As a 30-year-old man, I’m not that aware of Lady Gaga. I don’t say that with any pride, like I’m better than knowing about pop music. Rather, I’m trying to contextualise my opinion of her performance and how her character is presented. I know who she is and have seen a few things she’s done, but I don’t have any set opinions on her and probably don’t fully appreciate her place within pop culture. Robert Rodriguez treats her character as grandiose, perhaps overly so considering the character's role in the plot, and Gaga plays it perfectly; straight, demented and full of energy.
All this on the cast, then, and I’ve only mentioned half of the ‘names’ in Machete Kills. I couldn’t pick a weak link. Those I haven’t mentioned include Walton Goggins, Jessica Alba, Amber Heard, Antonio Banderas, Charlie Sheen (here introduced as Carlos Estevez), Vanessa Hudgens and William bloody Sadler. Everyone just seems to be having a good time. It’s no wonder Rodriguez was able to put together such an impressive cast.
Also due praise for the fun tone of Machete Kills is screenwriter Kyle Ward, who gives every character something ludicrous to do. They are all characters, too, everyone with some personailty. The chunky guitar score of the first film is back, along with some synth-y, John Carpenter-influenced moody new pieces, all courtesy of Robert Rodriguez’s band Chingon.
The creative kills and bizarre situations are almost comforting in these circumstances. In Machete Kills, we have an action movie that makes almost no effort to be gritty and grumpy. It has the same stakes as other modern action movies (the fate of the world!), but it’s presented in such a ridiculous way, it almost feels like it’s mocking the current trend of hyper-destructiveness. Machete Kills is a fun night at the cinema, not afraid or embarrassed to please, tease and pander to its audience.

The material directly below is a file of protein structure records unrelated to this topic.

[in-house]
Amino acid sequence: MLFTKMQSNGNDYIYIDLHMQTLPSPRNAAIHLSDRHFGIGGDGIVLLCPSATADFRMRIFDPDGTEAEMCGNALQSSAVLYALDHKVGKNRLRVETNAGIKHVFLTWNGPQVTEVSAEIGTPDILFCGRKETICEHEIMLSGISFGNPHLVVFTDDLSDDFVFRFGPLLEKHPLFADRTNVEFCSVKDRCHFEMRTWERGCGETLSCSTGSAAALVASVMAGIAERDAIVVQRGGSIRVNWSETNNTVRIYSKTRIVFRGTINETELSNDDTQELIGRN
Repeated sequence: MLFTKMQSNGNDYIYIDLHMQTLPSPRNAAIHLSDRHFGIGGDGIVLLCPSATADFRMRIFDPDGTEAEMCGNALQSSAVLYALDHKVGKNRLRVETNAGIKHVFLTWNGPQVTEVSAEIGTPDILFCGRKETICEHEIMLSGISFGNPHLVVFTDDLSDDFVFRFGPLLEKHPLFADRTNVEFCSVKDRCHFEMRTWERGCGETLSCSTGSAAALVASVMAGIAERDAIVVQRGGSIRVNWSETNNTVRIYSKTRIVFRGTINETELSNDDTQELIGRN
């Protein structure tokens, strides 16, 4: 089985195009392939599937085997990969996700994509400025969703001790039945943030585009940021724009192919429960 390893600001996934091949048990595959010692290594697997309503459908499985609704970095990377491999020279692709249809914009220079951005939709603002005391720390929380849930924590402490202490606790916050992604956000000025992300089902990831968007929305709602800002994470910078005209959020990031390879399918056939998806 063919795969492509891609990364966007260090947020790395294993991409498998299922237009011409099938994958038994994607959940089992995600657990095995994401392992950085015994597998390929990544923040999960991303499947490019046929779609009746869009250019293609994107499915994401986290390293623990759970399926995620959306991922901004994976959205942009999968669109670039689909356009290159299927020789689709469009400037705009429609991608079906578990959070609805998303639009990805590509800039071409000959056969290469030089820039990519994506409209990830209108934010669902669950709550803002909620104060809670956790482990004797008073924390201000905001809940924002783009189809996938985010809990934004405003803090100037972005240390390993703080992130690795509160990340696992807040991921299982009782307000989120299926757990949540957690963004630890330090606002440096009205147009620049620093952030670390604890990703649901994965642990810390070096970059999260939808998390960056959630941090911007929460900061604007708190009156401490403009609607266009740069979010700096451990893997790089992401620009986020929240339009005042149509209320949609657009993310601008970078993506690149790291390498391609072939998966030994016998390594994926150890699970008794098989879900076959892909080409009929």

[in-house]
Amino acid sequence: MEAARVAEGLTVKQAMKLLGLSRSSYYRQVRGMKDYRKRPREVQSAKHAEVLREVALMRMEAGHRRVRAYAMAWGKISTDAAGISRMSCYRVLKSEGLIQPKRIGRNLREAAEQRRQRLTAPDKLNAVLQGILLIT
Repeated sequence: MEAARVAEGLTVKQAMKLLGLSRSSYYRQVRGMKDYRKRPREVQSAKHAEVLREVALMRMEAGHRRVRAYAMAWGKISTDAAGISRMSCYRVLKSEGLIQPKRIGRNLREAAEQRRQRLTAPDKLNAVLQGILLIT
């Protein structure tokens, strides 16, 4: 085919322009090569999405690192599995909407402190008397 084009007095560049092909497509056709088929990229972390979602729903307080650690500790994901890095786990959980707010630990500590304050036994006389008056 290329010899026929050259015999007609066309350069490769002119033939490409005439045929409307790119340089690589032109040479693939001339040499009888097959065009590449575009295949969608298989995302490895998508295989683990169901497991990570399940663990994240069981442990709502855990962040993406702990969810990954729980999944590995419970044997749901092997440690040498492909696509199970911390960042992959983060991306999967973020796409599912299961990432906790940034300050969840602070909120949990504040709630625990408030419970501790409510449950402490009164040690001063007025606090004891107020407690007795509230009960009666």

Machete Kills is not without its flaws, unfortunately. I appreciate that to achieve what they wanted to on the budget they had, digital effects were always going to happen, but CG bloodletting simply isn’t as much fun as real splatter. There are also some effects that look ropey past a point where they can be written off as a tribute to the ramshackle grindhouse films Machete Kills is paying tribute to. I’ll also mention an occasional clash of tones, too, as Machete Kills will occasionally dabble in the grimy and murky, only to switch immediately back to its wacky hyperactivity. It’s jarring and a little uncomfortable.
Perhaps the biggest problem, though, and a symptom of the full, brilliant cast, is that at times it feels like Machete, the guy we’re paying to see, is sidelined in his own film. In order to fit everyone in, he gets rescued or left out repeatedly. Also, there are a lot of “Machete don’t X” jokes. You get a couple, absolutely, but it gets over used and wears out its welcome.
Overall, though, Machete Kills is a riot. Writing spoiler-free reviews can be a bit of a nightmare, and the last thing I want to do is spoil Machete Kills for you, but if you’re going to like any Machete film, you’re probably going to dig this one. It’s cheeky, rambunctious and surprising.
The final point to mention is that there’s a tremendous set up for the third entry in the series, which, for me, can’t come soon enough.
Machete Kills is out in UK cinemas on the 11th October.